Protestant churches don’t like icons, or images of God in general. Their rejection of them is based on the second of the Ten Commandments: “You shall not make to you any graven image, or any likeness of any thing that is in heaven above, or that is in the earth beneath, or that is in the water under the earth.” In short: don’t make idols. There’s a long history of Protestant resistance to Catholic/Orthodox iconography that goes along with that. Anglo-Catholic churches (the ones I used to go to) have re-embraced iconography. And there’s always this tension there – this oft-repeated mantra of it’s not an idol, it’s an icon. But I looked at the statue of Mary in my church and didn’t see ‘something that points to Mary’. I saw Mary. To all intents and purposes, it was a beautiful, glorious idol to me.

And here’s a funny thing. In Christianity, I was a huge fan of icons, especially traditional ones, like those above. But when I started honouring my Gaelic gods, in a religion/spiritual path that’s all in favour of representing deities with idols or pictures, I suddenly didn’t want to. I was no longer forbidden from making a “graven image” of my gods – in fact, it was encouraged – but now, I couldn’t do it. I had pictures of the Morrigan and Arianrhod for a while, but they became… insufficient. It was like I was trying to capture a divine essence that cannot be caged in images.

I still have this picture on my wall above my deity altar:

Relief from the temple of Sulis Minerva at Bath. Photo by Mary Harrsch, Flickr (CC)

Relief from the temple of Sulis Minerva at Bath. Photo by Mary Harrsch, Flickr (CC)

It’s from the shrine of Sulis Minerva, in Bath, but it’s not the goddess – it’s probably either a representation of local land spirits, or worshippers. For me, it captures the essence of Sulis Minerva – not in an image of her, but in the faces of those who honoured her.

And, yes, part of it is the difference between this and this. There are hundreds of years of tradition and spirituality behind each Eastern Orthodox icon. The artwork is some of the most beautiful that you will ever see. Each one says, my god (or honoured ancestor) is worth some serious craftswork. Now, admittedly, neopagans don’t get commissions of a lot of money from a rich church allowing them to spend months, maybe more, on each image they create of their god(s). And I’m sure there are some serious craftspeople out there, making absolutely beautiful images of their deities. I just haven’t seen the ones that call to me (yet). And I think that’s mainly because – well, how can a statue of Lugh compare to this?

Photo by ghewgill - Flickr, Creative Commons

Photo by ghewgill – Flickr (CC)

And how can a painting of Arianrhod compare to this?

Corona Borealis - by Cristóbal Alvarado Minic - Flickr, Creative Commons

Corona Borealis – by Cristóbal Alvarado Minic – Flickr (CC)

And how could an image of Cailleach Bhearra ever compare to this?

Healy Pass, Beara Peninsula, Cork

Healy Pass, Beara Peninsula, Cork

I find the gods in the things that embody them – the trees, the sea, the wind, the mountains, and the simple little candles that stand for each deity on my altar. So when I learnt, from writers like Miranda Green, that the Celts probably didn’t have much in the way of physical representations of their gods, at least before the Romans arrived, it all made a lot more sense. Ronald Hutton says it’s not clear whether or not the Gaelic and Brythonic tribes honoured the land as a manifestation of deity or the divine. And certainly, not all the Gaelic gods are land deities. But Cailleach Bhearra is a mountain goddess and Manannan is a sea god – and while they may not quite be gods of those things, they are those things. Bhearra is as much the mountains as the stones that make them up. Manannan is as much the sea as the waves and the gulls and the shoreline.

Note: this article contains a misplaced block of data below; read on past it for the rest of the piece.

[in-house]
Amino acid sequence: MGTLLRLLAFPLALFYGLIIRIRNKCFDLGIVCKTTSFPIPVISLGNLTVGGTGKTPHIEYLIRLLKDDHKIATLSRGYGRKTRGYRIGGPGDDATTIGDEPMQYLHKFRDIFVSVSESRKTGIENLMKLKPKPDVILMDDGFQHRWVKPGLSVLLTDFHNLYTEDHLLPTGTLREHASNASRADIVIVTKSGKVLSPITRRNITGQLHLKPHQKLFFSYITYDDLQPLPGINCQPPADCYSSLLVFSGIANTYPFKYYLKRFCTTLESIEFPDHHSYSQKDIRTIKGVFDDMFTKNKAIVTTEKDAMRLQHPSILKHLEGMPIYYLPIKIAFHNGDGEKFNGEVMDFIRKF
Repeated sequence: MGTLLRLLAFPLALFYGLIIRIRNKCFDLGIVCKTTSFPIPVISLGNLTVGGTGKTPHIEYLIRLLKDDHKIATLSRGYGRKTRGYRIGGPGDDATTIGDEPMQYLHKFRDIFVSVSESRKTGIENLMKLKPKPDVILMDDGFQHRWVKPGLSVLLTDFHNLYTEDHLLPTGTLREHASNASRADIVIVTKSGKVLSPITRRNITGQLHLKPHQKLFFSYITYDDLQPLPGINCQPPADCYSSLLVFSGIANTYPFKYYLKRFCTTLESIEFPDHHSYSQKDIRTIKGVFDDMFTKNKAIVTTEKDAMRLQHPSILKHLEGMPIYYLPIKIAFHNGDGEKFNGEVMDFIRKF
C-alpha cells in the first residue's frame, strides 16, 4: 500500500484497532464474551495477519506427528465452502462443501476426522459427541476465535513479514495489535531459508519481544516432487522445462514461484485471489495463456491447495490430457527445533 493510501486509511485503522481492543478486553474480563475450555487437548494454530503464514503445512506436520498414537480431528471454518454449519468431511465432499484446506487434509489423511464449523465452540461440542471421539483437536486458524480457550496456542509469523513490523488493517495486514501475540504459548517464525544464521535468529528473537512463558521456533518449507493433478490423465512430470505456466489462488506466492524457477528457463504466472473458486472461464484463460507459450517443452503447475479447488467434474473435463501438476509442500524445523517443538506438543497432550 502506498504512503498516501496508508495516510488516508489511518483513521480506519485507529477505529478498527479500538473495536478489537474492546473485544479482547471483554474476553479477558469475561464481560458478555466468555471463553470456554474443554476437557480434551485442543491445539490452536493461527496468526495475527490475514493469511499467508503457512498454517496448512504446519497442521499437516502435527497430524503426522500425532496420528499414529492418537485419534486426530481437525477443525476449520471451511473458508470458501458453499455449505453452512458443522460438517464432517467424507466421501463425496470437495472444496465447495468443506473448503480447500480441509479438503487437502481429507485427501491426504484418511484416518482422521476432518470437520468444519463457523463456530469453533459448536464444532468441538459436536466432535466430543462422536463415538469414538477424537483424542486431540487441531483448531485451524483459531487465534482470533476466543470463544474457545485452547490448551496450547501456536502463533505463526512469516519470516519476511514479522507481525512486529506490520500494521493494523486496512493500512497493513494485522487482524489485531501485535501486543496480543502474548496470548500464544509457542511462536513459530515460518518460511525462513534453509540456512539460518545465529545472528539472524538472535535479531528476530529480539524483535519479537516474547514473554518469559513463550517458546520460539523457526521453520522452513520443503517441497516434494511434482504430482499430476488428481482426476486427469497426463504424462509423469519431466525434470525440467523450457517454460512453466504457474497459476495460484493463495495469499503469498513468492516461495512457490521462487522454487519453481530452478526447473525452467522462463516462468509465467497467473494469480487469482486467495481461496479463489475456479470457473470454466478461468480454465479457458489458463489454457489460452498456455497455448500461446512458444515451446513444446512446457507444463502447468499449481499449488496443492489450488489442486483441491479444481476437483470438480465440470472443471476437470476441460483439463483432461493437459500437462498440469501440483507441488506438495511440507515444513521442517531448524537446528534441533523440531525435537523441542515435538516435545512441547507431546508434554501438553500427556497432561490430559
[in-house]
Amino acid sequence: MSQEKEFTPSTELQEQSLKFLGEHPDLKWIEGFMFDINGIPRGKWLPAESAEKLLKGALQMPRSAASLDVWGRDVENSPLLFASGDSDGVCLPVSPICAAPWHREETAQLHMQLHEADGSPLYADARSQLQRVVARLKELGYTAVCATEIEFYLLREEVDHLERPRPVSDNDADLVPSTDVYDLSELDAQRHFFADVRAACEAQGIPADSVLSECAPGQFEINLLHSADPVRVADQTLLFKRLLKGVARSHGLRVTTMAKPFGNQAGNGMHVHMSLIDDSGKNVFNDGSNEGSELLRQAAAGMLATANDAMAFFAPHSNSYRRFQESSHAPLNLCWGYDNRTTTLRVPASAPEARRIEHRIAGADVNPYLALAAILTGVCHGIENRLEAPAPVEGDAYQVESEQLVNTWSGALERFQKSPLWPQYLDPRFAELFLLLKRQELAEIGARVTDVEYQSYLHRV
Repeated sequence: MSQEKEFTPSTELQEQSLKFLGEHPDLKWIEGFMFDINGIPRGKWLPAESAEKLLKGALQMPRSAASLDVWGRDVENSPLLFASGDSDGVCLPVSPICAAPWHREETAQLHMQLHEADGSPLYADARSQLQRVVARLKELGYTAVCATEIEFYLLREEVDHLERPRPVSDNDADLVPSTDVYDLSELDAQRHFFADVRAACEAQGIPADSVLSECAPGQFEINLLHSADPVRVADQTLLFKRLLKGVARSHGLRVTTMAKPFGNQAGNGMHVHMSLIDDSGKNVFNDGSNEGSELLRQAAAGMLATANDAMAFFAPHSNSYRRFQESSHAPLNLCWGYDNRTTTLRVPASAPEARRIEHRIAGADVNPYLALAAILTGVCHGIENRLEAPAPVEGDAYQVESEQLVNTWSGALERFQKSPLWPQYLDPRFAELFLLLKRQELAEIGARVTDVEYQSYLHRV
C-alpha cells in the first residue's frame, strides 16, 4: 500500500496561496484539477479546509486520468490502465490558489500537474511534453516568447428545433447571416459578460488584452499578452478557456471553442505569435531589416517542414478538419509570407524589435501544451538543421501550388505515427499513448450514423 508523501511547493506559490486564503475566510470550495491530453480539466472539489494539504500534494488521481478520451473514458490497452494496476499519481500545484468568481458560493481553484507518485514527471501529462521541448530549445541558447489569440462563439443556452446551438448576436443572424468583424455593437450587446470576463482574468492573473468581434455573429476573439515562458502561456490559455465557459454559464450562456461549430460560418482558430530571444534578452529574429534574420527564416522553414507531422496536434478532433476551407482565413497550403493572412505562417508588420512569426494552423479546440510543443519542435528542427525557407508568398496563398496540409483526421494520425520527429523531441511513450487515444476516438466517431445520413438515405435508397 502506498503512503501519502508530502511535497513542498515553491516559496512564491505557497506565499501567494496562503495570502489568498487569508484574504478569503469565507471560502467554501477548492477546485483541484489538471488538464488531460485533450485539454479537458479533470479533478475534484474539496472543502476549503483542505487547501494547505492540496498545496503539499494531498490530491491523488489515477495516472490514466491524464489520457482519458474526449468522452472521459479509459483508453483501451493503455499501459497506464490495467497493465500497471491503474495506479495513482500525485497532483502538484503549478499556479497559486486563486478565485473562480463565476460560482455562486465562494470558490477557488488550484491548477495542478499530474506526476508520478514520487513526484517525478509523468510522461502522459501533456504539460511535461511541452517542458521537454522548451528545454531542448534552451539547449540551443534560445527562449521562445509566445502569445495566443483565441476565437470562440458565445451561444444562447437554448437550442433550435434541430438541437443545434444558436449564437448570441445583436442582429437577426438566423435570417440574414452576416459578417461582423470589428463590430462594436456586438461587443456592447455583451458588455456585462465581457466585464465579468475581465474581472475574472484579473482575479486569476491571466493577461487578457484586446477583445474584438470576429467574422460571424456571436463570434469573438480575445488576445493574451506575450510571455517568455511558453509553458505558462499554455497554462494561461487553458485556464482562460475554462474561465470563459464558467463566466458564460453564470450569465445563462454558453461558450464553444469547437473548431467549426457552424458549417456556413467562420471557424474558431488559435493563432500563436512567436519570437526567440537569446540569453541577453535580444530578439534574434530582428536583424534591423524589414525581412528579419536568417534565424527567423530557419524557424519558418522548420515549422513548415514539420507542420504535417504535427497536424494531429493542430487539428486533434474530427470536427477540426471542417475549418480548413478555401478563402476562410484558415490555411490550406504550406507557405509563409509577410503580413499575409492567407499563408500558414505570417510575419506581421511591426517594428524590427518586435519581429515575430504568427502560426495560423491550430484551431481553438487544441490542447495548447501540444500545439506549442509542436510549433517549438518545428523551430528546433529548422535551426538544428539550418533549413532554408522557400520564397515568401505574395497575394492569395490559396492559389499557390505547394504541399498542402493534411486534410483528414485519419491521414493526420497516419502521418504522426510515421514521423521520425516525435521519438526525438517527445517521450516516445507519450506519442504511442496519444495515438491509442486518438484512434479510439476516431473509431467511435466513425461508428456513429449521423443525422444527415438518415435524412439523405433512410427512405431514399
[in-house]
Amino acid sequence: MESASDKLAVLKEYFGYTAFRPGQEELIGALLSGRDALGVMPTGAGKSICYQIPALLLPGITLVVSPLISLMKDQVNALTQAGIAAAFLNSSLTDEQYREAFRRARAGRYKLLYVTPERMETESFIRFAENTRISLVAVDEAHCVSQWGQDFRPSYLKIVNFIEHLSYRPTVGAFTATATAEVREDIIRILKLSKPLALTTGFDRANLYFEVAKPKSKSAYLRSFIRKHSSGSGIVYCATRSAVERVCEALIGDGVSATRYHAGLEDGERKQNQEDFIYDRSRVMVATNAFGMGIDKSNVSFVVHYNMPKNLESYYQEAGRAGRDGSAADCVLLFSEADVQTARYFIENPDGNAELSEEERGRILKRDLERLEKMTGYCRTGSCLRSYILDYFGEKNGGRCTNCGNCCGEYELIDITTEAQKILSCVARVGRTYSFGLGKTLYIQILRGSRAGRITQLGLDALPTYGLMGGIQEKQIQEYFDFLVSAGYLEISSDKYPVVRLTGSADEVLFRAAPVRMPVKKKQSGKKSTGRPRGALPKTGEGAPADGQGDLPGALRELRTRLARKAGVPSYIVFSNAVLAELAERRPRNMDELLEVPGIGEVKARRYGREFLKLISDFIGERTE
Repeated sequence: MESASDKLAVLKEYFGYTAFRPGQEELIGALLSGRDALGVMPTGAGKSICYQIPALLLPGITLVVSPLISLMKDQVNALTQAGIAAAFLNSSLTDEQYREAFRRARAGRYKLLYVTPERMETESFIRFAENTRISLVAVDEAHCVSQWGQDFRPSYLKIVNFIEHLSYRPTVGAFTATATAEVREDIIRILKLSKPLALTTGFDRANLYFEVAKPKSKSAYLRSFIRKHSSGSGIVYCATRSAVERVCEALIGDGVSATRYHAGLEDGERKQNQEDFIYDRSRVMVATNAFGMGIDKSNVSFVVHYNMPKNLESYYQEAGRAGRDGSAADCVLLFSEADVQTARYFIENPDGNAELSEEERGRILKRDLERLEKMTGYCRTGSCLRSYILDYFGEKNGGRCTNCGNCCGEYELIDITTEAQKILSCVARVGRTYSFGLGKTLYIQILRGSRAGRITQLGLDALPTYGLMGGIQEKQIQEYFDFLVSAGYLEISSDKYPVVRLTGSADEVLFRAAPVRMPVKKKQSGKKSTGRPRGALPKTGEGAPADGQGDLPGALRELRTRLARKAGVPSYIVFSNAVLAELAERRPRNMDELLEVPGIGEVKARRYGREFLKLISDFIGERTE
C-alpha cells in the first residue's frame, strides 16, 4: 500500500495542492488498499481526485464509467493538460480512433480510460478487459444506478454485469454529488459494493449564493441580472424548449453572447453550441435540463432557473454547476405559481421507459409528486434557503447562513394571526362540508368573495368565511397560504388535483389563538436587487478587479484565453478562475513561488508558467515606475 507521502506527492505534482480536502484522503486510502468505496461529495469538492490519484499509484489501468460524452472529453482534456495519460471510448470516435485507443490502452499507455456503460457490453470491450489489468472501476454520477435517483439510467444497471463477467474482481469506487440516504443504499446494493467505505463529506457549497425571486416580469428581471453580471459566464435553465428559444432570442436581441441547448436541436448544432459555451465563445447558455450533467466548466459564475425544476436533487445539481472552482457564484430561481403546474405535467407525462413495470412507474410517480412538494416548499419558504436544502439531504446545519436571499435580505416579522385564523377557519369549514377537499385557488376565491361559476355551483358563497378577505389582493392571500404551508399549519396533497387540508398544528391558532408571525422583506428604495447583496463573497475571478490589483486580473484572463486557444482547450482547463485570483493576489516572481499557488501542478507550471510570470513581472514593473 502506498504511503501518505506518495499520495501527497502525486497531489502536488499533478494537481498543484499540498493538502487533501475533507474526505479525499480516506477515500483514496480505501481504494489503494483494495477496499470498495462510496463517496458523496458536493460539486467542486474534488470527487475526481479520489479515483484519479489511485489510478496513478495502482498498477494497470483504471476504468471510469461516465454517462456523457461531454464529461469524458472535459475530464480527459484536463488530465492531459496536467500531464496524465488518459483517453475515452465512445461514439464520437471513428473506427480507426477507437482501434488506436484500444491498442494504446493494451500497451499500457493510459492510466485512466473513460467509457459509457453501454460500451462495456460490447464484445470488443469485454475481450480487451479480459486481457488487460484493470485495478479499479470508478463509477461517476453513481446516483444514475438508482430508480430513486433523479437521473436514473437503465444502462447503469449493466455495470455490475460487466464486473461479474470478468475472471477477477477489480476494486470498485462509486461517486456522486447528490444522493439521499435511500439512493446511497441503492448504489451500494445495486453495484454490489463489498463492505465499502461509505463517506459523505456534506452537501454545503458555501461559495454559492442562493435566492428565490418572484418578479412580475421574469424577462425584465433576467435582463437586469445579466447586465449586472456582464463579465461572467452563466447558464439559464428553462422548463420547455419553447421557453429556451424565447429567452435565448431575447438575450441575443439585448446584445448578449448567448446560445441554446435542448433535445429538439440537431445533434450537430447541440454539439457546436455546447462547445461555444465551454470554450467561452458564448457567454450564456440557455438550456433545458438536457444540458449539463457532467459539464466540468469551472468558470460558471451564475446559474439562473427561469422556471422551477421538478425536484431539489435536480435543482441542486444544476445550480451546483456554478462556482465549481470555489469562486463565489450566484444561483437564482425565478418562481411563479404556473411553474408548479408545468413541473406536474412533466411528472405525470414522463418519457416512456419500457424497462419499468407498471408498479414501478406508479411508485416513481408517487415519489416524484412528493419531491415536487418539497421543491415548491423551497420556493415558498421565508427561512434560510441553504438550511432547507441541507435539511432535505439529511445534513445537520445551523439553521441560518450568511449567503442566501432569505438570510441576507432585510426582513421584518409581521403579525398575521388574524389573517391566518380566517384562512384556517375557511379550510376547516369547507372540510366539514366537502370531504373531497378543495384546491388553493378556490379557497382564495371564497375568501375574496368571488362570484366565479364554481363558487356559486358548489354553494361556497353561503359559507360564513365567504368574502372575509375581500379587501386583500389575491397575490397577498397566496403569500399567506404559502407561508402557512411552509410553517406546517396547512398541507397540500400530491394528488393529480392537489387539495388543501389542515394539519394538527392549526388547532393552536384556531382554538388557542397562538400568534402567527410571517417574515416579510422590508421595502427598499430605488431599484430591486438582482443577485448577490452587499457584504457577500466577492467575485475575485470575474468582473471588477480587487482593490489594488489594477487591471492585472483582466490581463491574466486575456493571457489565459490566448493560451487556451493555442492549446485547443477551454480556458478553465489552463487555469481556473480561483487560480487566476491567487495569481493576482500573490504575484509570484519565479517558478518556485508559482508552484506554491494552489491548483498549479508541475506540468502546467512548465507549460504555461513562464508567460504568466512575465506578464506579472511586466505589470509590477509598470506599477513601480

I suppose I’m talking about a kind of polytheistic animism. I’m good with that. My icons are in the world around me.

But I’ll always love the reminder of forbidden, illicit worship of the divine embodied in *things* that Christian iconography first pointed me towards. The icon was my first way in to understanding that the divine is creation, and creation is divine.

Statue of St Gobnait. Ireland

Statue of St Gobnait. Ireland

Statue of Mary, at the side of the road in Co Cork, Ireland. You can see these on every corner in rural Ireland.

Statue of Mary, at the side of the road in Co Cork, Ireland. You can see these on every corner in rural Ireland.

 

[1] John R. Hinnells, A New Dictionary of Religions

[2] Victor Lasareff (1938), ‘Studies in the Iconography of the Virgin’. The Art Bulletin.

Ogham (OR: Blogging some actual work)

It occurred to me today that I talk a lot here about my theology and ideas, but not so much about my practices. And while I do write in my druidry journal, about once a week, it can be tricky to get an overview when I look back on what I’ve written.

So. There are (at least) two things I’m doing at the moment that I need to write about here a bit more. The first is the ADF Dedicant Path. The other, which I’m doing on my own, is work with Ogham. I should take these one post at a time, so – Ogham first.

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H is for… Hearth